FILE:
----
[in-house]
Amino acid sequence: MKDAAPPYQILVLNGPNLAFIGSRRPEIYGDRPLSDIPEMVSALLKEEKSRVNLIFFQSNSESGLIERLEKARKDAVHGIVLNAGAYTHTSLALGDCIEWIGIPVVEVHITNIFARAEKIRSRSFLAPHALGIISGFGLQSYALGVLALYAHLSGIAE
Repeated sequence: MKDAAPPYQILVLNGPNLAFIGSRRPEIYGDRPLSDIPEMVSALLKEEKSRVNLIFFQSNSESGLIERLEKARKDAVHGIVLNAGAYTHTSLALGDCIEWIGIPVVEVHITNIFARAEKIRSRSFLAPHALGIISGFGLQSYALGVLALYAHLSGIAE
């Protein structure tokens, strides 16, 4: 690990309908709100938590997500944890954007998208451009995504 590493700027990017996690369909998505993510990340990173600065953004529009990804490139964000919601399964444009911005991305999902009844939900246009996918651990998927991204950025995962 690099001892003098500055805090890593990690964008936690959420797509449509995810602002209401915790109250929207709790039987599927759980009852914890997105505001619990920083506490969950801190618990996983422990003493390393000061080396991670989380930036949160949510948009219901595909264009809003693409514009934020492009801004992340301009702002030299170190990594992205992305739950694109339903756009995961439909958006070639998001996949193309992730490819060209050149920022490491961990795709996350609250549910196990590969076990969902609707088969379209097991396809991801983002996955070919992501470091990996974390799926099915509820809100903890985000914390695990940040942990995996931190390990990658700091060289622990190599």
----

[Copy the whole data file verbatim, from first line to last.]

[in-house]
Amino acid sequence: MKDAAPPYQILVLNGPNLAFIGSRRPEIYGDRPLSDIPEMVSALLKEEKSRVNLIFFQSNSESGLIERLEKARKDAVHGIVLNAGAYTHTSLALGDCIEWIGIPVVEVHITNIFARAEKIRSRSFLAPHALGIISGFGLQSYALGVLALYAHLSGIAE
Repeated sequence: MKDAAPPYQILVLNGPNLAFIGSRRPEIYGDRPLSDIPEMVSALLKEEKSRVNLIFFQSNSESGLIERLEKARKDAVHGIVLNAGAYTHTSLALGDCIEWIGIPVVEVHITNIFARAEKIRSRSFLAPHALGIISGFGLQSYALGVLALYAHLSGIAE
């Protein structure tokens, strides 16, 4: 690990309908709100938590997500944890954007998208451009995504 590493700027990017996690369909998505993510990340990173600065953004529009990804490139964000919601399964444009911005991305999902009844939900246009996918651990998927991204950025995962 690099001892003098500055805090890593990690964008936690959420797509449509995810602002209401915790109250929207709790039987599927759980009852914890997105505001619990920083506490969950801190618990996983422990003493390393000061080396991670989380930036949160949510948009219901595909264009809003693409514009934020492009801004992340301009702002030299170190990594992205992305739950694109339903756009995961439909958006070639998001996949193309992730490819060209050149920022490491961990795709996350609250549910196990590969076990969902609707088969379209097991396809991801983002996955070919992501470091990996974390799926099915509820809100903890985000914390695990940040942990995996931190390990990658700091060289622990190599």